Seniors Leave Lasting Mark on Baseball ProgramMay 9, 2014
BREVARD, N.C.- Alex Bedenbaugh, Dustin Haithcox, Kevin Hamilton and Eric Renegar were among the 126 students who participated in Brevard College’s 161st Commencement Exercise on Saturday, officially closing the book on the careers of four baseball seniors who have made a tremendous impact during their tenure at BC.
The class of 2014 was an instrumental part of BC’s success in 2012 when the Tornados finished 3rd in the South Atlantic Conference, the highest finish for any Brevard College baseball team since joining the conference in 2008.
“These four seniors have done a great job here at Brevard College in their athletic and academic career,” said McCay. “My hope for every player is that they come in and have a successful career and graduate better prepared as a person, and I believe these four guys did that.”
Bedenbaugh finished his senior season hitting .289, the highest average of his career while serving as a leader in the clubhouse and on campus.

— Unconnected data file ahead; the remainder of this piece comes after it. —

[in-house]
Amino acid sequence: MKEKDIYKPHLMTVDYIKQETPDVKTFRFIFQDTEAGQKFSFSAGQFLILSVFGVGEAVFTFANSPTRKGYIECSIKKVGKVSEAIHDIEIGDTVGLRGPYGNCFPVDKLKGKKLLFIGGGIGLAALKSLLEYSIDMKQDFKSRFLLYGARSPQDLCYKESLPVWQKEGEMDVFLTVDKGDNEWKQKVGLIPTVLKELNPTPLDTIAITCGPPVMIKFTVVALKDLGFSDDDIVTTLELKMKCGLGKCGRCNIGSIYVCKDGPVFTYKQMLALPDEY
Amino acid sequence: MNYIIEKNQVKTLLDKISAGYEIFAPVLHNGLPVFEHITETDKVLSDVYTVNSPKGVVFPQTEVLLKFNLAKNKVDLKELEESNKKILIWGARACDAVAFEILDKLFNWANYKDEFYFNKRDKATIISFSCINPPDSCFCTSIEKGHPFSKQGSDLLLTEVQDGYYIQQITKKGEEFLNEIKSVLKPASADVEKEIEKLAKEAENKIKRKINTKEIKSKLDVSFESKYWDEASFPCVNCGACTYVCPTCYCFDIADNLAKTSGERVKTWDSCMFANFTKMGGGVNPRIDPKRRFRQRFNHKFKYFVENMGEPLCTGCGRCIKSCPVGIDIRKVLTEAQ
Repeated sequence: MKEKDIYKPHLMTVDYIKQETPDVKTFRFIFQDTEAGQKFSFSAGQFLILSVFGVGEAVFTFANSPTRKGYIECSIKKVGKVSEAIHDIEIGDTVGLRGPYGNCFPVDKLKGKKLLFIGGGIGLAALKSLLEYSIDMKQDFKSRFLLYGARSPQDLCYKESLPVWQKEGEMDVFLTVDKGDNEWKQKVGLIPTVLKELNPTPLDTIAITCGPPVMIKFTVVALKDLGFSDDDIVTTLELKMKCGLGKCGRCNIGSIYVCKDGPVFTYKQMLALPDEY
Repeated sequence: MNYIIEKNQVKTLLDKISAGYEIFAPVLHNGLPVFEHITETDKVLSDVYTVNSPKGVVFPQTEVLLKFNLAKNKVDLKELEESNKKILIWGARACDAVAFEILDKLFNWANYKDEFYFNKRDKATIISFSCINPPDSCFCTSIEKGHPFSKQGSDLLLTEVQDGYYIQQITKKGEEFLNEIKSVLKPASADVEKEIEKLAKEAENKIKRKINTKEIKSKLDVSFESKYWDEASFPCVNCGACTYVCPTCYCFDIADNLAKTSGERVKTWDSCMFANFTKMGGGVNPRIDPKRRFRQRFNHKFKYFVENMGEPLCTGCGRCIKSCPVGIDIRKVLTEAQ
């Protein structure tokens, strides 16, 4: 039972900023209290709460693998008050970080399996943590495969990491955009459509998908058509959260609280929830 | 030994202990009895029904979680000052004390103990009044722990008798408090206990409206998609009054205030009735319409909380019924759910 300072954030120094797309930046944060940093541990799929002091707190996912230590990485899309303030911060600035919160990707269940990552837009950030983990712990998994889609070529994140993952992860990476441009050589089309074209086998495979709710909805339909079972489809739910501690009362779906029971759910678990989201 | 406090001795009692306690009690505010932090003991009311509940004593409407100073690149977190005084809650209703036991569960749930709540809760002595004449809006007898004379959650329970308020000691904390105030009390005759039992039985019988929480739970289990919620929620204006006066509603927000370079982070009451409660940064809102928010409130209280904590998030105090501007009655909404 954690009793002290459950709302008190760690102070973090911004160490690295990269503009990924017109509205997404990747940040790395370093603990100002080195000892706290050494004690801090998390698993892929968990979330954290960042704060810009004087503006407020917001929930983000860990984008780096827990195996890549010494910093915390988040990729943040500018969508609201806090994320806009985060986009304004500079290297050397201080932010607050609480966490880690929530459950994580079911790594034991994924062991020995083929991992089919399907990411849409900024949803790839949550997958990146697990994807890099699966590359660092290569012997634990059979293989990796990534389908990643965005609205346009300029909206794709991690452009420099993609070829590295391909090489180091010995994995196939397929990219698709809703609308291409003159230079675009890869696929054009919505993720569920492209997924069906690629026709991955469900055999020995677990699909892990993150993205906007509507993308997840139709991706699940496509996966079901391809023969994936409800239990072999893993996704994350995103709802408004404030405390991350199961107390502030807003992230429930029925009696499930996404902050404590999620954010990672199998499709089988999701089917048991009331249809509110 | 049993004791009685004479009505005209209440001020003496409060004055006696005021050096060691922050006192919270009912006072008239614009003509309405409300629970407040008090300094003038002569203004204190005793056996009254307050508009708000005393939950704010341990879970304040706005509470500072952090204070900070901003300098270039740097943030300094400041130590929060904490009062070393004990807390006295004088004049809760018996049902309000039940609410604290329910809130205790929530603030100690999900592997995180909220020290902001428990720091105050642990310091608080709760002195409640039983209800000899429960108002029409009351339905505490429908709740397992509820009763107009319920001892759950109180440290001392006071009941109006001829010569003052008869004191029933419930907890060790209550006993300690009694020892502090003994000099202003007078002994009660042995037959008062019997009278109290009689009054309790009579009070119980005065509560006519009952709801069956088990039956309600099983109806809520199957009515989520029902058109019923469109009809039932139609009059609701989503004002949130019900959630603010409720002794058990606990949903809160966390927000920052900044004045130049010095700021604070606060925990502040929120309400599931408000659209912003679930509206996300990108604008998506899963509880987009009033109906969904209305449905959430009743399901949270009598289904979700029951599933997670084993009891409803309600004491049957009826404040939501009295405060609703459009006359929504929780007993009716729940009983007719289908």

Haithcox set the Brevard College NCAA record for appearances with 27 in 2014, and graduates tied for the single-season and career records for saves since BC joined the NCAA as a full member in 2008. The lefty also holds the record for career appearances with 66.
Hamilton owns the top two single-season NCAA records for ERA, compiling a 3.25 ERA as a senior after a earning a 3.28 ERA in 2013. The righty is the Brevard College NCAA career leader in wins (14) and strikeouts (174), and owns the career records ERA (3.73) and strikeouts per nine innings pitched (7.66).
Renegar ends his career at BC with a laundry list of records to his name, including the career marks for games played (182), games started (179), runs scored (117), total hits (212), doubles (30), triples (6), total bases (275), and RBI (90). Renegar also holds the single-season record for hits (68) and triples (4), both achieved during the 2012 season.
“I’m very grateful for each of these guys and what they've done here,” McCay added. “There isn't really a way to replace what they meant to our program and this school.”